Yesterday, the New York Times published an op-ed by former Obama chief of staff, now Mayor of Chicago, Rahm Emanuel, laying claim to having begun the successful reform of the Chicago police department. The Chicago Tribune replied with an editorial calling bullshit. The reason is clear: Emanuel, in the midst of his farewell tour, having announced that he would not be running for another term, has fabricated his success out of whole cloth. It’s a lie. It’s revisionist history. It is bullshit.
Today, the New York Times has published another lie, this time by Anita Hill. I have no clue what happened between her and Clarence Thomas. I remember well watching Thomas’ confirmation hearing. I recall being grossed out by Hill’s testimony about a pubic hair on her can of Coke. I was no fan of Thomas, and believed he was singularly inadequately distinguished to serve on the Supreme Court.
But Hill’s testimony, disturbing though it was, failed to doom the nomination for an obvious reason. She could have taken action against Thomas, proved her claim and prevailed. Instead, she did nothing, save made excuses for her failure to act. That was 1991, decades before people forgot that mouthing untested accusations was absurdly inadequate to prove they were wronged.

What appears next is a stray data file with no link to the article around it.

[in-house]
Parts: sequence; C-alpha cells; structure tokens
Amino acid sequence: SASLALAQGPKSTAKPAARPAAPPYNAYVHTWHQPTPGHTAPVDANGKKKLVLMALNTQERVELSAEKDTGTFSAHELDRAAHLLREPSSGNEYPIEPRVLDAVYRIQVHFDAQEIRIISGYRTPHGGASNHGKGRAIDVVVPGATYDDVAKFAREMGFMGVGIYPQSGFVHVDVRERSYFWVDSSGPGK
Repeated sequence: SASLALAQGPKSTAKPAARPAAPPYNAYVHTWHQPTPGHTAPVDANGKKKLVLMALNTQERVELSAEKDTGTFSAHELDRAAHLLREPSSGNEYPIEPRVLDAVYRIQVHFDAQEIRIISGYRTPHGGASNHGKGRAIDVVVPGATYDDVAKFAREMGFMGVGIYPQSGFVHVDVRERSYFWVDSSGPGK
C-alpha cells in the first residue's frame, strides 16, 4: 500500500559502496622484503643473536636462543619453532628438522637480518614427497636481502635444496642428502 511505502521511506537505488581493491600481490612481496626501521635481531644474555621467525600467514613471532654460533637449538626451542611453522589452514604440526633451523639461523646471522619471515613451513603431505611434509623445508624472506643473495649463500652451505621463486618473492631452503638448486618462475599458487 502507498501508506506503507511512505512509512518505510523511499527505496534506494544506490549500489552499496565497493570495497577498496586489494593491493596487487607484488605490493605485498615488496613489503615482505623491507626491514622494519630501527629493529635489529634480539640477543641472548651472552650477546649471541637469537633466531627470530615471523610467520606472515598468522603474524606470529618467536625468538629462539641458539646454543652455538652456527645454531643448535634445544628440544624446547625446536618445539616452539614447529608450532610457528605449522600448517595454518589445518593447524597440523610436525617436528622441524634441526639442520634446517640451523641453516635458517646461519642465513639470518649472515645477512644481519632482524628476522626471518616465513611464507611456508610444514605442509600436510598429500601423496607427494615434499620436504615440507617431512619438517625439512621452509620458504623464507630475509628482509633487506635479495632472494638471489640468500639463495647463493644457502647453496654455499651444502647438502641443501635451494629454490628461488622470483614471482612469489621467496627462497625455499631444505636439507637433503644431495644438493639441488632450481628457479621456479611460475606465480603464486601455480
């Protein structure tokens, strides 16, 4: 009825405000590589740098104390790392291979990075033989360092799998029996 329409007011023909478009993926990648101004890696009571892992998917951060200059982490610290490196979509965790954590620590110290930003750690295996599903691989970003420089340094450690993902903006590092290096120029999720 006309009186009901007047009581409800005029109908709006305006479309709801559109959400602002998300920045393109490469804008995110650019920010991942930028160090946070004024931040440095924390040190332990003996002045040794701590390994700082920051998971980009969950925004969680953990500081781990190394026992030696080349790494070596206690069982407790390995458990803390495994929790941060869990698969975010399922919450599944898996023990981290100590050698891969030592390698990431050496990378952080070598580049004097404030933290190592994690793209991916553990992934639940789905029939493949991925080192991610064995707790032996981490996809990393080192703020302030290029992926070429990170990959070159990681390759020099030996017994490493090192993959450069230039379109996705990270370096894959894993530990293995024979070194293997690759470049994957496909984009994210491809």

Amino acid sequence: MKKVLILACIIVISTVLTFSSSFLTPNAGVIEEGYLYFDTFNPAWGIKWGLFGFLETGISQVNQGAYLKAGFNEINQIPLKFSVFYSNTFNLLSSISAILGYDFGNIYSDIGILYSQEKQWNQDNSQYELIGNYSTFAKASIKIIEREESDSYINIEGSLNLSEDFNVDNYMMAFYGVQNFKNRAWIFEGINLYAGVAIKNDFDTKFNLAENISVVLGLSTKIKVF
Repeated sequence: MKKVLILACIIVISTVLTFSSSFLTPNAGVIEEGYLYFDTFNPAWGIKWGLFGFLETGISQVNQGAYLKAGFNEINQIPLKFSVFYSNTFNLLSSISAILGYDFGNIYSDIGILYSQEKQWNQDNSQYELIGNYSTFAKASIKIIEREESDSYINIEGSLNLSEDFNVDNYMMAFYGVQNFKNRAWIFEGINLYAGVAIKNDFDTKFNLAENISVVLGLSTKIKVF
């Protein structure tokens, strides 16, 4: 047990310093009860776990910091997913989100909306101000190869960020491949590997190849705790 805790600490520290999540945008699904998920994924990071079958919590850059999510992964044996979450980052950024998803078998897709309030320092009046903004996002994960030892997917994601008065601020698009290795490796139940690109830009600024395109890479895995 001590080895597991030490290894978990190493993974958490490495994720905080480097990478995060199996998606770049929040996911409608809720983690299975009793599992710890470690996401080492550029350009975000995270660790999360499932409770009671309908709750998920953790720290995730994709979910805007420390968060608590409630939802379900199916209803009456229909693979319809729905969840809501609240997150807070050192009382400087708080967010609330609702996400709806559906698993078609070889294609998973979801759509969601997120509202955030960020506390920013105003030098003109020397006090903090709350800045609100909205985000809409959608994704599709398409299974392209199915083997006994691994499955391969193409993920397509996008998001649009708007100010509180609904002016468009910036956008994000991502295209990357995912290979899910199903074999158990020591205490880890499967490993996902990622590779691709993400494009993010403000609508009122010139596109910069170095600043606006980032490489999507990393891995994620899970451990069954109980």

If the Senate Judiciary Committee, led then by Mr. Biden, had done its job and held a hearing that showed that its members understood the seriousness of sexual harassment and other forms of sexual violence, the cultural shift we saw in 2017 after #MeToo might have began in 1991 — with the support of the government.
Anita Hill is a law professor. For her to conflate sexual harassment with sexual violence suggests she shouldn’t be allowed anywhere near law or students. It’s wrong. It’s false. Whether this suggests Hill is deluded, dishonest or dumb isn’t clear, but one thing she accomplishes now that didn’t happen in 1991 is that her own words do nothing to enhance her retrospective credibility.
Indeed, the front online page link to her op-ed, written apparently by the Times’ 12-year-old headline writer, sums up the fortitude of Hill’s intellect. Apparently, an adult changed the headline on the op-ed page to the far less ridiculous, Anita Hill: Let’s Talk About How to End Sexual Violence; That’s the most important conversation right now.
Hill sees #MeToo as vindication of her accusations, and sees herself as the mother, or perhaps grandmother, of the movement.
Thousands of women and many men have shared with me their stories of being sexually harassed since my testimony 28 years ago. These stories are especially troubling because they are so common. Yet they had long gone unseen, with the public viewing behavior from sexual extortion to sexual assault as a personal issue to be dealt with in private.
Was the “public” to blame? Hardly. Assuming this to be true, then blame falls on every person who made the decision to do nothing. If an offense was committed, they could have, should have, come forward at the time and acted upon it. Their accusation would have been tested, as all accusations should be, and some would fail, whether because they didn’t happen, and others would fail because they weren’t wrongs except in the sad feelings of hurt or regret.